In this, the third part in our series on screen printing, we will cover press set up and the actual print. We will need a few things to get started, a printer of course. A squeegee, t-shirt, ink, spray adhesive and a way to dry the ink. Let’s start with the type of printers available.
There are two major types of textile screen printers, the manual type and the high tech automatic machines that are computer controlled. Manual printers are classified by the number of colors they are capable of printing and their number of work stations.
A typical shop will have a 4 to 8 color manual printer with multiple work stations. The center of the press is two bearing type carousels. The top carousel supports the screen mounting clamps. Each color of the print requires a different screen so a four color printer will have mounting assemblies for 4 screens. The lower one supports the workstations. Each station has a platen that the t-shirts are mounted on and like the top carousel it rotates 360 degrees. As each screen or workstation is rotated it aligns with a indexing bracket so that they align perfectly with each work station. This feature is called “all arms down” and allows several people to print shirts at the same time.
Below is a typical four color, four station printer. The operator stands at one station and loads shirts onto the platens. The four work stations rotate on a carousel and as he loads a shirt he then spins the carousel so the next platen is now in front of him where he can load another shirt and prints the first color. Once all four shirts have been loaded and the first color printed the operator continues to print each successive color until the entire image is complete. Then, as the carousel advances, each shirt is removed from the platen and placed on the dryer. The process can be sped up with the addition of another person to load and unload shirts.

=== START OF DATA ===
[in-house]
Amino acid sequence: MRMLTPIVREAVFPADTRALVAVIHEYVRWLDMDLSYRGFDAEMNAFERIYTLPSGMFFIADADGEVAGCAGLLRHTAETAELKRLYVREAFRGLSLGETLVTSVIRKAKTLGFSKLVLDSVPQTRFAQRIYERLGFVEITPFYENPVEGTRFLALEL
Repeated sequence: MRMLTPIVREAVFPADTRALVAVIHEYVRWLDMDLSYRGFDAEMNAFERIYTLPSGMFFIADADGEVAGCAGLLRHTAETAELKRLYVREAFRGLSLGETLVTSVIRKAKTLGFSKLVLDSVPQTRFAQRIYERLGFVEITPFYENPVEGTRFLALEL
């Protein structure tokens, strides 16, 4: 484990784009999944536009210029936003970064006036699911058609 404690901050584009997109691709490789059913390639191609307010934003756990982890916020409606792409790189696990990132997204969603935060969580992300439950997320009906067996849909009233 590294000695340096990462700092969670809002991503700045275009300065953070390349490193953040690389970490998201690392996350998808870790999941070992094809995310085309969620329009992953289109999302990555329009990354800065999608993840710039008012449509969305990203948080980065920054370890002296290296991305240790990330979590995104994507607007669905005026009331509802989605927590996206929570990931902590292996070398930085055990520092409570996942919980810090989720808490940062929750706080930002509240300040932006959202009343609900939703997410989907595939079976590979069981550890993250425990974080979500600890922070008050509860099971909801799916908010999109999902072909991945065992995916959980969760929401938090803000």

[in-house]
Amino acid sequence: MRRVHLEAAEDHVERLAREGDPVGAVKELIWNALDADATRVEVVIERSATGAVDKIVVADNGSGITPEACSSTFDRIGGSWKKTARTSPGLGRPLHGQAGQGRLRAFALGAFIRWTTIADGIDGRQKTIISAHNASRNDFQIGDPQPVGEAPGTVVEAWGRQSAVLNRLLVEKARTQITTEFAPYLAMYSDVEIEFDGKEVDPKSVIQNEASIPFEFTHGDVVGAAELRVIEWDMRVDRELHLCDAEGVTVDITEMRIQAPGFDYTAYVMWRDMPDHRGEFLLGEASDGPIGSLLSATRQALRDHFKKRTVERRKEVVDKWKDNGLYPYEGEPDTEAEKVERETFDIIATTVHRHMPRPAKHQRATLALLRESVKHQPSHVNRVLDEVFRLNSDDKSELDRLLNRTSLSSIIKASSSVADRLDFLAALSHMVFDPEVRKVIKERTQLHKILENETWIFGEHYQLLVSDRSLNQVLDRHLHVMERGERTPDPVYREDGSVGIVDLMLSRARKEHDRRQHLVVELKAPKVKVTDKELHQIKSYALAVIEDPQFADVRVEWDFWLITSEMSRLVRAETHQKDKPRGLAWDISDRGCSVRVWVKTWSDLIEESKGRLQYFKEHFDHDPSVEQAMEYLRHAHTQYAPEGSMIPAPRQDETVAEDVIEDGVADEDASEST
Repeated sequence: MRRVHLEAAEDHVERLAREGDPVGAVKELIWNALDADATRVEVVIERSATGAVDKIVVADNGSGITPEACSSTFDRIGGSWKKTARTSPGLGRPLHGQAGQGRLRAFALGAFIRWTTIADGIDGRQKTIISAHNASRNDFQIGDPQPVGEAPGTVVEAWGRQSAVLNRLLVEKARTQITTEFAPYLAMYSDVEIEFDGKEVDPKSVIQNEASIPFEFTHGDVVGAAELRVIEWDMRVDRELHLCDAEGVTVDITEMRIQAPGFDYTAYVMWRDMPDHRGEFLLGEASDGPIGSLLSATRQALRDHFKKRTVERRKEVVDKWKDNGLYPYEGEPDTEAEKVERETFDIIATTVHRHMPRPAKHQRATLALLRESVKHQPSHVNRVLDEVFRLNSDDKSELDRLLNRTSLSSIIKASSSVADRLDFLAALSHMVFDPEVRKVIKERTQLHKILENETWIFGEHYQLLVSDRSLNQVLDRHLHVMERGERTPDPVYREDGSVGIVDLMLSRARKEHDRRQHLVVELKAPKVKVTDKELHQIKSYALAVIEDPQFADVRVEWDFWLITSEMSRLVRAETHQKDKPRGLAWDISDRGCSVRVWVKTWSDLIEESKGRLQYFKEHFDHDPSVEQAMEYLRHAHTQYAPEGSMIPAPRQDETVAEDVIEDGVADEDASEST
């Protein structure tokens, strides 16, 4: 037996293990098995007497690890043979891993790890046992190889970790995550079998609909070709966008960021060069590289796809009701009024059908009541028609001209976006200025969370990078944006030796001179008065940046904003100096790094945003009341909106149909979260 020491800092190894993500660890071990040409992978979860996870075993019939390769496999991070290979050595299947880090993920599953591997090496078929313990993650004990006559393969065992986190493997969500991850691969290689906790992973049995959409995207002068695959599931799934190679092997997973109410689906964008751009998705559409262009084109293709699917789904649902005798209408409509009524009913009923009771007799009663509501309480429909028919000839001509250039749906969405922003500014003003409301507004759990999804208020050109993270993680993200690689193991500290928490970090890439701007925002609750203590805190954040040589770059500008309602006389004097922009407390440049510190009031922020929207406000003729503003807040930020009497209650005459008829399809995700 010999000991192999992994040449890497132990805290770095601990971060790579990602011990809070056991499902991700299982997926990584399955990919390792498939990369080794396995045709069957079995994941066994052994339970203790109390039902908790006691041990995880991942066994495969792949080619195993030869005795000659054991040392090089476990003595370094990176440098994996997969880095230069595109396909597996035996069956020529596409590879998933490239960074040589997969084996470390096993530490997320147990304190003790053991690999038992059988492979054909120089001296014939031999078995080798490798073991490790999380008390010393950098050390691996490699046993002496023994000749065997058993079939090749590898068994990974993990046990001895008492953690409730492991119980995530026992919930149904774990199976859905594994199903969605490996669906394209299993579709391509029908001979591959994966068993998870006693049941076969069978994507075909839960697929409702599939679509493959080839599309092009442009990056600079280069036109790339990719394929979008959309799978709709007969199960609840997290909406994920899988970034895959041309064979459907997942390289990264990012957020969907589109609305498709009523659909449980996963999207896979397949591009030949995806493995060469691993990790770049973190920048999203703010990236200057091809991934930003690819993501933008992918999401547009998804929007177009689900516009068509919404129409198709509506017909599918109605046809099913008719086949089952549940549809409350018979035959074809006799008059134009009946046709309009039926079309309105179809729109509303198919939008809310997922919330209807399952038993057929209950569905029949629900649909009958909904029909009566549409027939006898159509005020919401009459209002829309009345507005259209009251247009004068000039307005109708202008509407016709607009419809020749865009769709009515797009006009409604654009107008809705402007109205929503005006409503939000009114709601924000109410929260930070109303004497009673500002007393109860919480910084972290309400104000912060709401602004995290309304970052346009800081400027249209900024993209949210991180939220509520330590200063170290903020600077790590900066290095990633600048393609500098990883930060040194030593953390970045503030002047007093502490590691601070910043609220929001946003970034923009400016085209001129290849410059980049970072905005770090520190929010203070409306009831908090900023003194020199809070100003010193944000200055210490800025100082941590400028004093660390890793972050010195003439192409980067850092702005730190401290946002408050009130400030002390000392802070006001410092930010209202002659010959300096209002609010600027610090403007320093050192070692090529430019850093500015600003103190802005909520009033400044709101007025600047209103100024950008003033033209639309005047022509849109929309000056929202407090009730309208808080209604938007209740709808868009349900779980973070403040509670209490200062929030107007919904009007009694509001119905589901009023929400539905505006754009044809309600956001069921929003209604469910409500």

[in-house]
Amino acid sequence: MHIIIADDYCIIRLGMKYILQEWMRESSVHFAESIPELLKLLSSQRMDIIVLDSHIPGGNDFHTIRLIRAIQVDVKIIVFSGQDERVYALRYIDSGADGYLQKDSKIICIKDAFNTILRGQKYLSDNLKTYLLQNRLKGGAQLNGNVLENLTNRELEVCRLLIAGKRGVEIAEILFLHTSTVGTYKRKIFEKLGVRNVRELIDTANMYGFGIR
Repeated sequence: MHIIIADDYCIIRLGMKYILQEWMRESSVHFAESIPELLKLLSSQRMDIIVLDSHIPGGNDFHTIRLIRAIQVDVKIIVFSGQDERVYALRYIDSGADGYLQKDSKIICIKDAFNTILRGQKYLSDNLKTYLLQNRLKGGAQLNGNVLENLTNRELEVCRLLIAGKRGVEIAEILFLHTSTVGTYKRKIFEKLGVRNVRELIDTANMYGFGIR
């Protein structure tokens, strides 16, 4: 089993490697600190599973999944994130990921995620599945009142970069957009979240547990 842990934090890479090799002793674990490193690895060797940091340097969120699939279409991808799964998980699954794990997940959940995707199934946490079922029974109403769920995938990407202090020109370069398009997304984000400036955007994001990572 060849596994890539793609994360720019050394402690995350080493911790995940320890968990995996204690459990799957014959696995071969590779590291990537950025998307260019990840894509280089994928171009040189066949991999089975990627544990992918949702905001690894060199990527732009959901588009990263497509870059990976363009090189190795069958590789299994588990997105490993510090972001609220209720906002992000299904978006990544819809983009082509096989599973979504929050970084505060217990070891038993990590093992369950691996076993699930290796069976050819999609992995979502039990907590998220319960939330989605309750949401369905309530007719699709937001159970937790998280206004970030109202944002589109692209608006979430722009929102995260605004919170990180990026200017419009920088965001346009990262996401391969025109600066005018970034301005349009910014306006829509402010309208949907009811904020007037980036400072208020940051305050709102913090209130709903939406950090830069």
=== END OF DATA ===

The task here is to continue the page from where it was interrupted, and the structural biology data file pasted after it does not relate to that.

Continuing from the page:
The printing process starts by taking the film positive of the artwork and aligning it on the platen so that it is centered and straight. You do this by taking a your combination square and aligning it to the side of the platen and then aligning the arm to a horizontal element of the image. We are using the bottom of the text in our example below. Leave an equal distance on the left and right sides of the design as noted by “A” and “B”. Notice that the image is upside down as you are looking at it on the platen.Once you have the film positive aligned and centered, tape it into position.
The next step is to position the screen into the clamp assembly and tighten only slightly. Then lower the screen to the platen and adjust the screen so that the image burnt into the screen aligns with the image of your film positive. If your using a commercial machine there will be an adjustment screw on the bottom of the platen that you will loosen so that you can move the platen up and down the platen arm to position the screen to the positive. Any small adjustment you need to make can be done by moving the screen within the clamp. If your printer has Micro Registration, you will use these controls to make your final alignment. Once you have matched both images, tighten the clamps securely.